I welcome the Minister of State and the legislation. He mentions the spirit of co-operation that has brought the Bill before us today. I pay tribute to Deputies Eoin Ryan and John O'Donoghue and to Senator Henry who put so much effort into the Bills which were taken on board by the Government to arrive at a workable form.

If all our political deliberations had what was best for children as their cornerstone, we would have far better legislation and more of the type of Bill we have before us. Taking party political considerations into account, there would be common ground in any legislative debate if that was the starting point. That starting point is self-serving because protecting our children and allowing them to reach their potential is the only hope society has. Ignoring the rights of children and refusing them their rights is to risk social anarchy.

Prostitution is a form of slavery but child prostitution must be the worst form of slavery. Nobody in either House could support anything which would allow children to be exploited in the manner outlined by other speakers. The Minister of State mentioned that the reason this has not come to the top of the political agenda before is the naivete about the problem. He is right. For those of us considered normal, it is unbelievable and unconscionable to hear and read the stories and case histories brought before the Oireachtas on this subject. There is an attitude that it is better not to think of this but for those of us who are parents it is very difficult to consider those who would want to destroy young children by engaging in sexual activities with young boys and girls. That does not make sense for those of us considered normal. This is an area one would tend to shy away from even thinking about unless, as Senator Lydon said, it visits one's own doorstep. In that case one could easily imagine wanting to see the perpetrator of such a crime face the ultimate penalty. Senator Lydon mentioned tagging these criminals. There would be plenty of people, and I might be one, who would consider a far greater penalty for anyone who destroyed and defiled a young person in the way paedophiles and child sex abusers do.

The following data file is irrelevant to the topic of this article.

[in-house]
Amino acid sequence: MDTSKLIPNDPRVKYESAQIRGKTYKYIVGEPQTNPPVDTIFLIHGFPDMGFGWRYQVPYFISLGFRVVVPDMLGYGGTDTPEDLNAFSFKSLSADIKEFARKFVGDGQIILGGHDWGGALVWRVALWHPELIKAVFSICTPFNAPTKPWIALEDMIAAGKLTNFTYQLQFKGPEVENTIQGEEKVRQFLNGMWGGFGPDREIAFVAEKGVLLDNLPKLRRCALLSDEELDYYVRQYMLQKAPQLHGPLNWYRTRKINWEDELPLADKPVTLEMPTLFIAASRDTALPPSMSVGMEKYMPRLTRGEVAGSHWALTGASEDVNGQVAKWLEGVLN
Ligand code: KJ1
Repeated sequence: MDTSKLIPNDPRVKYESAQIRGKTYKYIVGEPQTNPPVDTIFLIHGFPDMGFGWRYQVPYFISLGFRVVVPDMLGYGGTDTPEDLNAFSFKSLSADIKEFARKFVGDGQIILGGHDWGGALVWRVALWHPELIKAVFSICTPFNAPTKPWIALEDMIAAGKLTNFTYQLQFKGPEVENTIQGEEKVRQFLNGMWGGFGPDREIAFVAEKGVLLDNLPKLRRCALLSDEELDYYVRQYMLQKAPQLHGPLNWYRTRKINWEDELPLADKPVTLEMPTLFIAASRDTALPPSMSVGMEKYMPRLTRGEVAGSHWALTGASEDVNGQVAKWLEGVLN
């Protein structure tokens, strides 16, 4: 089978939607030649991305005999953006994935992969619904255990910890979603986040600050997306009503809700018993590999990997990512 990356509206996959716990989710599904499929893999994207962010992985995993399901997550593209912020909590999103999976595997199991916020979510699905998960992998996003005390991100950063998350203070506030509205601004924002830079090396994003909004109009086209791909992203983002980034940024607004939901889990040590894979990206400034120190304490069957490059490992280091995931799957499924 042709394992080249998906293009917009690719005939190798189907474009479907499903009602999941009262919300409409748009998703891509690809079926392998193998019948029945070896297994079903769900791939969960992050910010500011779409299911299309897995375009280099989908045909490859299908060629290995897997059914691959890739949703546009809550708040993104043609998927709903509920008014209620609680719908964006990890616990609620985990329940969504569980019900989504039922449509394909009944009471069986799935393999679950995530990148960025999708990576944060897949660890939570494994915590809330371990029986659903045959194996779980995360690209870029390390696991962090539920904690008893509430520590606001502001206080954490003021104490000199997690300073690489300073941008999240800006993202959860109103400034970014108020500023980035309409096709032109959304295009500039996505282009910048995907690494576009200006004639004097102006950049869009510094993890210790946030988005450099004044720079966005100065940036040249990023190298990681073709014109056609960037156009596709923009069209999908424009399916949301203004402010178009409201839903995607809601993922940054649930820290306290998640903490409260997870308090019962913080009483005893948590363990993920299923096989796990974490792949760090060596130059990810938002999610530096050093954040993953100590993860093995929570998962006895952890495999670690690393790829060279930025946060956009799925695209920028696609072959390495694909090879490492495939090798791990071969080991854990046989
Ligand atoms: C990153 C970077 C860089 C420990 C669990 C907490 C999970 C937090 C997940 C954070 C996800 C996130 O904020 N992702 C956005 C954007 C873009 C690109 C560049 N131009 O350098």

As the Minister of State said, the cause of the problem is multifaceted. Poverty is one of the primary causes, although the Minister outlined others. However, I part company with him there. Demand is the cause of the problem. Many of the Asian countries mentioned by the Minister and others are very poor and children are exploited in sweat shops. We have child sex abuse because of demand. I agree with Senator Lydon, possibly for the first time, that this legislation is good as far as it goes. Pornography is exploitative and sends out the message that to behave in a certain way is acceptable. To take that to its illogical conclusion, people in this Chamber could argue that child sex abuse has its place in sexuality. The Minister mentioned that there is other legislation which will address the issues raised by Senator Lydon. However, demand is the issue. Programmes tackling drug abuse also state that there is a supply and demand problem. We must examine all areas to see how demand may be reduced.